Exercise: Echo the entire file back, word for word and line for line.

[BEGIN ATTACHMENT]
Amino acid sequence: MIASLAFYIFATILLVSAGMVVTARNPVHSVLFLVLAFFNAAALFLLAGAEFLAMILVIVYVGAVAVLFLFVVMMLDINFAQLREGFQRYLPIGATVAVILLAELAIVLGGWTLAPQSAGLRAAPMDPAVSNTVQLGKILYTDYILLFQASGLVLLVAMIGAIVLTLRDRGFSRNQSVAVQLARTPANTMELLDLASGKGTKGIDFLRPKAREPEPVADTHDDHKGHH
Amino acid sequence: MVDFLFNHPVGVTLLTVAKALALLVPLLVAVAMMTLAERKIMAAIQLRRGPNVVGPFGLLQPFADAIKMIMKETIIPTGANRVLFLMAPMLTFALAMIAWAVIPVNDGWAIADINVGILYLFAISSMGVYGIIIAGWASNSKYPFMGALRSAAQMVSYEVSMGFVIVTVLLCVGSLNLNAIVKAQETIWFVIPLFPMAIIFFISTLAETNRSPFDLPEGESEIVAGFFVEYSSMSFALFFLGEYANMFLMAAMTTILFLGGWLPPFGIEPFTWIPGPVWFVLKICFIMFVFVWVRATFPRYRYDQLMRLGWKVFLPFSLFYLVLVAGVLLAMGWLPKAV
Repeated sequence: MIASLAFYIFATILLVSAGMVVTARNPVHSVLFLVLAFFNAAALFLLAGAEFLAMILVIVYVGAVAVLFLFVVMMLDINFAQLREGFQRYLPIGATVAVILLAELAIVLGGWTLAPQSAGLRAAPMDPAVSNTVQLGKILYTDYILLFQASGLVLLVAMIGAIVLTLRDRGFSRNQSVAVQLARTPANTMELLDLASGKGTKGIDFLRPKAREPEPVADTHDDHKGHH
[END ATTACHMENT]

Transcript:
Amino acid sequence: MIASLAFYIFATILLVSAGMVVTARNPVHSVLFLVLAFFNAAALFLLAGAEFLAMILVIVYVGAVAVLFLFVVMMLDINFAQLREGFQRYLPIGATVAVILLAELAIVLGGWTLAPQSAGLRAAPMDPAVSNTVQLGKILYTDYILLFQASGLVLLVAMIGAIVLTLRDRGFSRNQSVAVQLARTPANTMELLDLASGKGTKGIDFLRPKAREPEPVADTHDDHKGHH
Amino acid sequence: MVDFLFNHPVGVTLLTVAKALALLVPLLVAVAMMTLAERKIMAAIQLRRGPNVVGPFGLLQPFADAIKMIMKETIIPTGANRVLFLMAPMLTFALAMIAWAVIPVNDGWAIADINVGILYLFAISSMGVYGIIIAGWASNSKYPFMGALRSAAQMVSYEVSMGFVIVTVLLCVGSLNLNAIVKAQETIWFVIPLFPMAIIFFISTLAETNRSPFDLPEGESEIVAGFFVEYSSMSFALFFLGEYANMFLMAAMTTILFLGGWLPPFGIEPFTWIPGPVWFVLKICFIMFVFVWVRATFPRYRYDQLMRLGWKVFLPFSLFYLVLVAGVLLAMGWLPKAV
Repeated sequence: MIASLAFYIFATILLVSAGMVVTARNPVHSVLFLVLAFFNAAALFLLAGAEFLAMILVIVYVGAVAVLFLFVVMMLDINFAQLREGFQRYLPIGATVAVILLAELAIVLGGWTLAPQSAGLRAAPMDPAVSNTVQLGKILYTDYILLFQASGLVLLVAMIGAIVLTLRDRGFSRNQSVAVQLARTPANTMELLDLASGKGTKGIDFLRPKAREPEPVADTHDDHKGHH